The Non-Fix-Up—Clark Humphrey
It took a lot of looking, but eventually he was found. Exactly the way he’d been described.
Just a little shorter than the average of the males here. Designer eyewear but a discount-store suit, a little too tall and a little too small. Cropped dark hair that looked like it desperately wanted to escape its pomade restraints. The slightest hint of a beer gut. The only man looking anything like him here at the main DB station in Bremen.
The only detail Lily’s best friend had not mentioned was the color of his shirt, a sickly institutional off-yellow. She knew she would have to assert control of his wardrobe if this thing was going to work out.
She also knew precisely what she was to do. Her best friend Cynthia, who had discovered this 32-ish man at a film screening, had given her detailed instructions.
Lily was to feign a lot of ignorance. She would tell him he needed much more from him than he was originally supposed to do. She needed an English speaking person who could lead her around the city, who could get her to her hotel and to the obscure little arts center where she supposedly had a residency. Who could show her the best little shops and nightclubs that didn’t blurt out loud repetitive techno all night (something she knew he hated). She would go where he liked to go.
She would discuss his favorite books and music and films, and turn him on to hers.
She would tell him how much America needed the influence of Europeans to help adjust into a more urban, more sophisticated future. Europeans such as him.
She would lure him out of his introverted shell, a centimeter at a time.
She would lead him into her arms, her bed, her heart, and eventually her life.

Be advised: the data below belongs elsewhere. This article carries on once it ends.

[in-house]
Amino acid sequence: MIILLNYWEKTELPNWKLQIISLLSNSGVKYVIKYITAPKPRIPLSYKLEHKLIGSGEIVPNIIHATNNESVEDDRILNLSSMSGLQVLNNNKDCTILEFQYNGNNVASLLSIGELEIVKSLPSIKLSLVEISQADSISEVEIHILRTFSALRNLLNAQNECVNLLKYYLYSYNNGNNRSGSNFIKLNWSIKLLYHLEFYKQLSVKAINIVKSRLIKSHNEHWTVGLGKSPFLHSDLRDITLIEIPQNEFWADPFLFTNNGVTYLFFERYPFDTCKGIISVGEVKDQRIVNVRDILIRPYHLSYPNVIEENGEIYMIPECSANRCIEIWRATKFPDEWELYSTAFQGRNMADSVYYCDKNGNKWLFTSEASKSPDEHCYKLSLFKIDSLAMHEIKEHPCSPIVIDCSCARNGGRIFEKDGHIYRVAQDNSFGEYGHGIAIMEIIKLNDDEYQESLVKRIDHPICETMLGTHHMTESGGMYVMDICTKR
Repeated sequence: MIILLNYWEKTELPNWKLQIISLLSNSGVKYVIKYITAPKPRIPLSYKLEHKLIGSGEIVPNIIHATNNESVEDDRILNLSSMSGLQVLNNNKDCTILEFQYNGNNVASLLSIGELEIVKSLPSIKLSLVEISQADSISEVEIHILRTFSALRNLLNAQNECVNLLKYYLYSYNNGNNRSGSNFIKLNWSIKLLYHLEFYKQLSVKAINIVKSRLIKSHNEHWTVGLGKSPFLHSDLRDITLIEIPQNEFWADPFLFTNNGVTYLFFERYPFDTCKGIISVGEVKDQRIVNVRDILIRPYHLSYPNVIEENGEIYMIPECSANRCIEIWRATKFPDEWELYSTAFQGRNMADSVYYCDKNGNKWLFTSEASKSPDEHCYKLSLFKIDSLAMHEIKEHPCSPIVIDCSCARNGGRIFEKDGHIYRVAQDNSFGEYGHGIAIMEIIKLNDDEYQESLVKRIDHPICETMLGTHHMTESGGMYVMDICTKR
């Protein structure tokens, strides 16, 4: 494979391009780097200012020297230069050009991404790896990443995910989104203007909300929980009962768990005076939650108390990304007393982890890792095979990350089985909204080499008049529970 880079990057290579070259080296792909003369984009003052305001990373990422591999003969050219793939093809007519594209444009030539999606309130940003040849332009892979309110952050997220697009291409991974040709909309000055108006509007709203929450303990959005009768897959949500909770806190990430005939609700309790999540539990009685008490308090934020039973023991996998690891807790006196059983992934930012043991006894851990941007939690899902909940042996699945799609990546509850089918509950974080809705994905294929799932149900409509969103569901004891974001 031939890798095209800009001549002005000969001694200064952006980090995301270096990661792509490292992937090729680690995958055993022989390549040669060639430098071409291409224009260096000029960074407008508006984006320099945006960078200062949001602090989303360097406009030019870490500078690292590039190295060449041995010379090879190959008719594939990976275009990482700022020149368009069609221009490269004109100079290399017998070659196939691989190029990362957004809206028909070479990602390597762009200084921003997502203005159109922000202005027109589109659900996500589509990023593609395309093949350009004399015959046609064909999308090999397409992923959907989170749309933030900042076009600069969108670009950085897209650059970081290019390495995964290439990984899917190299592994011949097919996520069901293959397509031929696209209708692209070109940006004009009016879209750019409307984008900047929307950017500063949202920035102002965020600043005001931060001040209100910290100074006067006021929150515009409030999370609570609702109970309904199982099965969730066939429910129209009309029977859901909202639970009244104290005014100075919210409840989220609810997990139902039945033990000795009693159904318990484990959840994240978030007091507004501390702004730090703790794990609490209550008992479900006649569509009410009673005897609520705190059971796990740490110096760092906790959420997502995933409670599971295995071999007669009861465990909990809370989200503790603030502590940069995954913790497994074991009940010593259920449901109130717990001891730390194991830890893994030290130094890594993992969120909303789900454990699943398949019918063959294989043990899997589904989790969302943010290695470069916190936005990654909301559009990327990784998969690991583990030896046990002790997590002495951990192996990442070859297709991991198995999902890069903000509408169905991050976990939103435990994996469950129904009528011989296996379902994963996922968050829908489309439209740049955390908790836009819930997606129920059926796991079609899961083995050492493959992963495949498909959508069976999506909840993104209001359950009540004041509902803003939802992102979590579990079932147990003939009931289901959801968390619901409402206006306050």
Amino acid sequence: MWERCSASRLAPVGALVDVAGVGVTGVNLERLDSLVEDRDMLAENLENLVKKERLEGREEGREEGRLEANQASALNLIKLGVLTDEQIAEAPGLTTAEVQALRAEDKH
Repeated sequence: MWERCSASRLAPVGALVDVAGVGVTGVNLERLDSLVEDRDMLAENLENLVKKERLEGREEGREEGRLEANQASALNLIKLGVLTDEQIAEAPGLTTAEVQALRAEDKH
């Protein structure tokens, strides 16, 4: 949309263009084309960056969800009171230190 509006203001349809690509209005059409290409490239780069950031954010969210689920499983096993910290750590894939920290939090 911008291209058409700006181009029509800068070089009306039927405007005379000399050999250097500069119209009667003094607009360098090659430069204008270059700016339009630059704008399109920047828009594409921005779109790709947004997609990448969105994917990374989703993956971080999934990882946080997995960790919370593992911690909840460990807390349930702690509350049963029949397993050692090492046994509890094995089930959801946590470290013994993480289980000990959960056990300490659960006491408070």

All this was possible because of Cynthia’s groundwork. She had test-dated him, and yes, “test driven” him.
Cynthia’s conclusion: He was not, and would never be, “intense” enough for her tastes. But in his quiet charm and his low-key playfulness and his solid soul, he’d be perfect for Lily.
Cynthia had made many things happen to make this moment happen.
Cynthia had gotten Rolf involved in the little contemporary arts collective, as a part time administrative assistant; even though he had no experience, and had previously expressed little interest, in the visual arts.
Cynthia had arranged for Lily’s small, quiet, sensual mixed-media works to be displayed there, in her first exhibition outside the U.S.
Cynthia had emailed what Lily should and should not say and do.
Do let him ramble on about why Germany knows what to do about the world economy and America doesn’t.
Don’t interrupt him, even when he’s struggling to find the right English word to say.
Do make the first move sexually.
Don’t lie about liking any film/book/music/food you really hate.
Most of all, Lily must never let on that Rolf is being fixed up with her.
Because the one thing Rolf had always told Cynthia he’d hated most of was a woman who played games, who manipulated a man for her own priorities.
No, this must be a carefully staged work. A performance art piece, if you will.
Lily looked ahead toward Rolf. She held her breath for a second, silently told herself to break a leg, walked up to him, set down her suitcase, and said hello.